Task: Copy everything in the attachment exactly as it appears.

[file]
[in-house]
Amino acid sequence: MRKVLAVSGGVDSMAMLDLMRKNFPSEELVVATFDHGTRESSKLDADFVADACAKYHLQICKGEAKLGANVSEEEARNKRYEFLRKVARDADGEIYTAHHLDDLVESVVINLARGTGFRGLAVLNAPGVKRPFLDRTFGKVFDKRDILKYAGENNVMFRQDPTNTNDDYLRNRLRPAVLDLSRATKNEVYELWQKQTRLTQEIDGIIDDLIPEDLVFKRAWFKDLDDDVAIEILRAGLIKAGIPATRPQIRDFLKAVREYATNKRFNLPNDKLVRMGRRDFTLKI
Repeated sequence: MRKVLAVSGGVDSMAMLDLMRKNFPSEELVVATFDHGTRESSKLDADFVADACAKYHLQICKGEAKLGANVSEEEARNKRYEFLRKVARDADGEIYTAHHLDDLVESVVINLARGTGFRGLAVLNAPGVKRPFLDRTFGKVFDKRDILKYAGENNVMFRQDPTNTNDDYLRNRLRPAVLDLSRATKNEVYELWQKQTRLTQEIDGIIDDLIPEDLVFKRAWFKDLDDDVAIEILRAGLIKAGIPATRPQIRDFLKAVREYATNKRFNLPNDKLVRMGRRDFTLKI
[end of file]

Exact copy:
[in-house]
Amino acid sequence: MRKVLAVSGGVDSMAMLDLMRKNFPSEELVVATFDHGTRESSKLDADFVADACAKYHLQICKGEAKLGANVSEEEARNKRYEFLRKVARDADGEIYTAHHLDDLVESVVINLARGTGFRGLAVLNAPGVKRPFLDRTFGKVFDKRDILKYAGENNVMFRQDPTNTNDDYLRNRLRPAVLDLSRATKNEVYELWQKQTRLTQEIDGIIDDLIPEDLVFKRAWFKDLDDDVAIEILRAGLIKAGIPATRPQIRDFLKAVREYATNKRFNLPNDKLVRMGRRDFTLKI
Repeated sequence: MRKVLAVSGGVDSMAMLDLMRKNFPSEELVVATFDHGTRESSKLDADFVADACAKYHLQICKGEAKLGANVSEEEARNKRYEFLRKVARDADGEIYTAHHLDDLVESVVINLARGTGFRGLAVLNAPGVKRPFLDRTFGKVFDKRDILKYAGENNVMFRQDPTNTNDDYLRNRLRPAVLDLSRATKNEVYELWQKQTRLTQEIDGIIDDLIPEDLVFKRAWFKDLDDDVAIEILRAGLIKAGIPATRPQIRDFLKAVREYATNKRFNLPNDKLVRMGRRDFTLKI